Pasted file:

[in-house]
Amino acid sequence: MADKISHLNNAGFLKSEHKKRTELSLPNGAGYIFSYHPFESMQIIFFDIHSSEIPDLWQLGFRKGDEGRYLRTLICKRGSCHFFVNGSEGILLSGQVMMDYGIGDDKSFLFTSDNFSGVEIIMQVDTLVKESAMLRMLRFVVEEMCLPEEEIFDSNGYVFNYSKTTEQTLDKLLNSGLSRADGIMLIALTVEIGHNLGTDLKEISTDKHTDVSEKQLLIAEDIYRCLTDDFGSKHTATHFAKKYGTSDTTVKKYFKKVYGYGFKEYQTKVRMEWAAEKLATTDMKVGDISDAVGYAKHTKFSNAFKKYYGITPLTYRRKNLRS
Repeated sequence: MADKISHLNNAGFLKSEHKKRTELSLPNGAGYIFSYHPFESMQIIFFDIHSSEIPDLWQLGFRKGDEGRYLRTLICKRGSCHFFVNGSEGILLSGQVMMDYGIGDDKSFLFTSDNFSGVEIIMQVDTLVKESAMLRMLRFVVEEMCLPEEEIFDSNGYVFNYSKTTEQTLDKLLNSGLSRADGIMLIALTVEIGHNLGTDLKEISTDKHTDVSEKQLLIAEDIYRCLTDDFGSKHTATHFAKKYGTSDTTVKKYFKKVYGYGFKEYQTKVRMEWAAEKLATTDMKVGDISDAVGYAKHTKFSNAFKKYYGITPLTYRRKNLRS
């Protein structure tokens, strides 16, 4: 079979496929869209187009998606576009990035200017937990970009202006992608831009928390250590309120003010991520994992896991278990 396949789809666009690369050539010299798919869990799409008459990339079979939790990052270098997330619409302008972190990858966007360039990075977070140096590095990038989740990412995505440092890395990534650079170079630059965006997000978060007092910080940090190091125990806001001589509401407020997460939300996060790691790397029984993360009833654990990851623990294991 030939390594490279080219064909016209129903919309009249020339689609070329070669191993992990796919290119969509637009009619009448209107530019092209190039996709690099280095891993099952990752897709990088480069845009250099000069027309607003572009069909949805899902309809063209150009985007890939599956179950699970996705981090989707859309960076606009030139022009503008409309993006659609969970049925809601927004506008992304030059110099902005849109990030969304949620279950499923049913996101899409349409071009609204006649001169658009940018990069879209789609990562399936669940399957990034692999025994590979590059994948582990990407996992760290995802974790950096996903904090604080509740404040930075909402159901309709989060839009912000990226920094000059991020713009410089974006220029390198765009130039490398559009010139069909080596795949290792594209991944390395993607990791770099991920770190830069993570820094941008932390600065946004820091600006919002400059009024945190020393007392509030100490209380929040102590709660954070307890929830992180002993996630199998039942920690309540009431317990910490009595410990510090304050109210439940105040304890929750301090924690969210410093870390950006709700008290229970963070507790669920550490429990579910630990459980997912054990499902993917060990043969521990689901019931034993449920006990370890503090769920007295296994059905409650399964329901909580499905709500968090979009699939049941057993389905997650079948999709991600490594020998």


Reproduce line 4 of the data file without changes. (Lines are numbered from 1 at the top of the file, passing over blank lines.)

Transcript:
């Protein structure tokens, strides 16, 4: 079979496929869209187009998606576009990035200017937990970009202006992608831009928390250590309120003010991520994992896991278990 396949789809666009690369050539010299798919869990799409008459990339079979939790990052270098997330619409302008972190990858966007360039990075977070140096590095990038989740990412995505440092890395990534650079170079630059965006997000978060007092910080940090190091125990806001001589509401407020997460939300996060790691790397029984993360009833654990990851623990294991 030939390594490279080219064909016209129903919309009249020339689609070329070669191993992990796919290119969509637009009619009448209107530019092209190039996709690099280095891993099952990752897709990088480069845009250099000069027309607003572009069909949805899902309809063209150009985007890939599956179950699970996705981090989707859309960076606009030139022009503008409309993006659609969970049925809601927004506008992304030059110099902005849109990030969304949620279950499923049913996101899409349409071009609204006649001169658009940018990069879209789609990562399936669940399957990034692999025994590979590059994948582990990407996992760290995802974790950096996903904090604080509740404040930075909402159901309709989060839009912000990226920094000059991020713009410089974006220029390198765009130039490398559009010139069909080596795949290792594209991944390395993607990791770099991920770190830069993570820094941008932390600065946004820091600006919002400059009024945190020393007392509030100490209380929040102590709660954070307890929830992180002993996630199998039942920690309540009431317990910490009595410990510090304050109210439940105040304890929750301090924690969210410093870390950006709700008290229970963070507790669920550490429990579910630990459980997912054990499902993917060990043969521990689901019931034993449920006990370890503090769920007295296994059905409650399964329901909580499905709500968090979009699939049941057993389905997650079948999709991600490594020998």